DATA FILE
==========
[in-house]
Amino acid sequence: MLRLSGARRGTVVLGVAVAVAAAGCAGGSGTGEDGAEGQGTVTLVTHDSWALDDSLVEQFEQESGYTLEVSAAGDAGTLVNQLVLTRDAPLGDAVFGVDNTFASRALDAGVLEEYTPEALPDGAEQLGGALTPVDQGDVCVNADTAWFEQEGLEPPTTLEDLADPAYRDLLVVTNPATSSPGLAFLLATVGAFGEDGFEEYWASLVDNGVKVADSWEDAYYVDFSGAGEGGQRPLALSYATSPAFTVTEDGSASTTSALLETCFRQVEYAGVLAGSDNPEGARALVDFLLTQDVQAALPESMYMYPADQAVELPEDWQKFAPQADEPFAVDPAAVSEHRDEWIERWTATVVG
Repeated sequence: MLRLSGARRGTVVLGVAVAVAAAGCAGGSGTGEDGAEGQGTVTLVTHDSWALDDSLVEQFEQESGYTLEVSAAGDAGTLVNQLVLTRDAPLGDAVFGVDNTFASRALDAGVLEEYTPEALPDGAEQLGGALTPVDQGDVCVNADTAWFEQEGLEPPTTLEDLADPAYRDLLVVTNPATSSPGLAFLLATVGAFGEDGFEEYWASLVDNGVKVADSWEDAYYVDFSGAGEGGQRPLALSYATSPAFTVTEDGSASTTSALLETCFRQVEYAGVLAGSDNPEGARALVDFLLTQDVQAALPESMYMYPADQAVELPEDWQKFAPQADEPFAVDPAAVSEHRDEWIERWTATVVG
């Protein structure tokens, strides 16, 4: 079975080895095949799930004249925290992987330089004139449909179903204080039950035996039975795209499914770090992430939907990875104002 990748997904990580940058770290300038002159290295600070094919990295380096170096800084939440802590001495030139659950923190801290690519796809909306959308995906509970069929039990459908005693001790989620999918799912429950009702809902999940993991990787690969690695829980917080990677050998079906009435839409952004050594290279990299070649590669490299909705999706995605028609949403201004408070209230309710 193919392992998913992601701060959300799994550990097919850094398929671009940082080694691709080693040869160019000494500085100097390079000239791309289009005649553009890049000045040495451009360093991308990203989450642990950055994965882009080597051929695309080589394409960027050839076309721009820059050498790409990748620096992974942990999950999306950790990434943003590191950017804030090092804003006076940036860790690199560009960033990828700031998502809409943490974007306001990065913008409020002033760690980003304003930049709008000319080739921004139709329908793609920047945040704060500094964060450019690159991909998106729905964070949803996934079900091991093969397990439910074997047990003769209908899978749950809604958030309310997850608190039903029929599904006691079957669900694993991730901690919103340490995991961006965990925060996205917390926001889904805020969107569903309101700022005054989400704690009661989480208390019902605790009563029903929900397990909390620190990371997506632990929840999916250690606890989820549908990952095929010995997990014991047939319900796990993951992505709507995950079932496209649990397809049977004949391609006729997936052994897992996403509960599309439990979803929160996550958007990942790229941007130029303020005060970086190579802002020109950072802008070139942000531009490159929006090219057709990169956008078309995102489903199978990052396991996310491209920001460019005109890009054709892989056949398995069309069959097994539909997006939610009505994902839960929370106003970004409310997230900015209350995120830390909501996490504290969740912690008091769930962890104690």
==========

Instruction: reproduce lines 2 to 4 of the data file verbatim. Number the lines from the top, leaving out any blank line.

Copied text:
Amino acid sequence: MLRLSGARRGTVVLGVAVAVAAAGCAGGSGTGEDGAEGQGTVTLVTHDSWALDDSLVEQFEQESGYTLEVSAAGDAGTLVNQLVLTRDAPLGDAVFGVDNTFASRALDAGVLEEYTPEALPDGAEQLGGALTPVDQGDVCVNADTAWFEQEGLEPPTTLEDLADPAYRDLLVVTNPATSSPGLAFLLATVGAFGEDGFEEYWASLVDNGVKVADSWEDAYYVDFSGAGEGGQRPLALSYATSPAFTVTEDGSASTTSALLETCFRQVEYAGVLAGSDNPEGARALVDFLLTQDVQAALPESMYMYPADQAVELPEDWQKFAPQADEPFAVDPAAVSEHRDEWIERWTATVVG
Repeated sequence: MLRLSGARRGTVVLGVAVAVAAAGCAGGSGTGEDGAEGQGTVTLVTHDSWALDDSLVEQFEQESGYTLEVSAAGDAGTLVNQLVLTRDAPLGDAVFGVDNTFASRALDAGVLEEYTPEALPDGAEQLGGALTPVDQGDVCVNADTAWFEQEGLEPPTTLEDLADPAYRDLLVVTNPATSSPGLAFLLATVGAFGEDGFEEYWASLVDNGVKVADSWEDAYYVDFSGAGEGGQRPLALSYATSPAFTVTEDGSASTTSALLETCFRQVEYAGVLAGSDNPEGARALVDFLLTQDVQAALPESMYMYPADQAVELPEDWQKFAPQADEPFAVDPAAVSEHRDEWIERWTATVVG
């Protein structure tokens, strides 16, 4: 079975080895095949799930004249925290992987330089004139449909179903204080039950035996039975795209499914770090992430939907990875104002 990748997904990580940058770290300038002159290295600070094919990295380096170096800084939440802590001495030139659950923190801290690519796809909306959308995906509970069929039990459908005693001790989620999918799912429950009702809902999940993991990787690969690695829980917080990677050998079906009435839409952004050594290279990299070649590669490299909705999706995605028609949403201004408070209230309710 193919392992998913992601701060959300799994550990097919850094398929671009940082080694691709080693040869160019000494500085100097390079000239791309289009005649553009890049000045040495451009360093991308990203989450642990950055994965882009080597051929695309080589394409960027050839076309721009820059050498790409990748620096992974942990999950999306950790990434943003590191950017804030090092804003006076940036860790690199560009960033990828700031998502809409943490974007306001990065913008409020002033760690980003304003930049709008000319080739921004139709329908793609920047945040704060500094964060450019690159991909998106729905964070949803996934079900091991093969397990439910074997047990003769209908899978749950809604958030309310997850608190039903029929599904006691079957669900694993991730901690919103340490995991961006965990925060996205917390926001889904805020969107569903309101700022005054989400704690009661989480208390019902605790009563029903929900397990909390620190990371997506632990929840999916250690606890989820549908990952095929010995997990014991047939319900796990993951992505709507995950079932496209649990397809049977004949391609006729997936052994897992996403509960599309439990979803929160996550958007990942790229941007130029303020005060970086190579802002020109950072802008070139942000531009490159929006090219057709990169956008078309995102489903199978990052396991996310491209920001460019005109890009054709892989056949398995069309069959097994539909997006939610009505994902839960929370106003970004409310997230900015209350995120830390909501996490504290969740912690008091769930962890104690």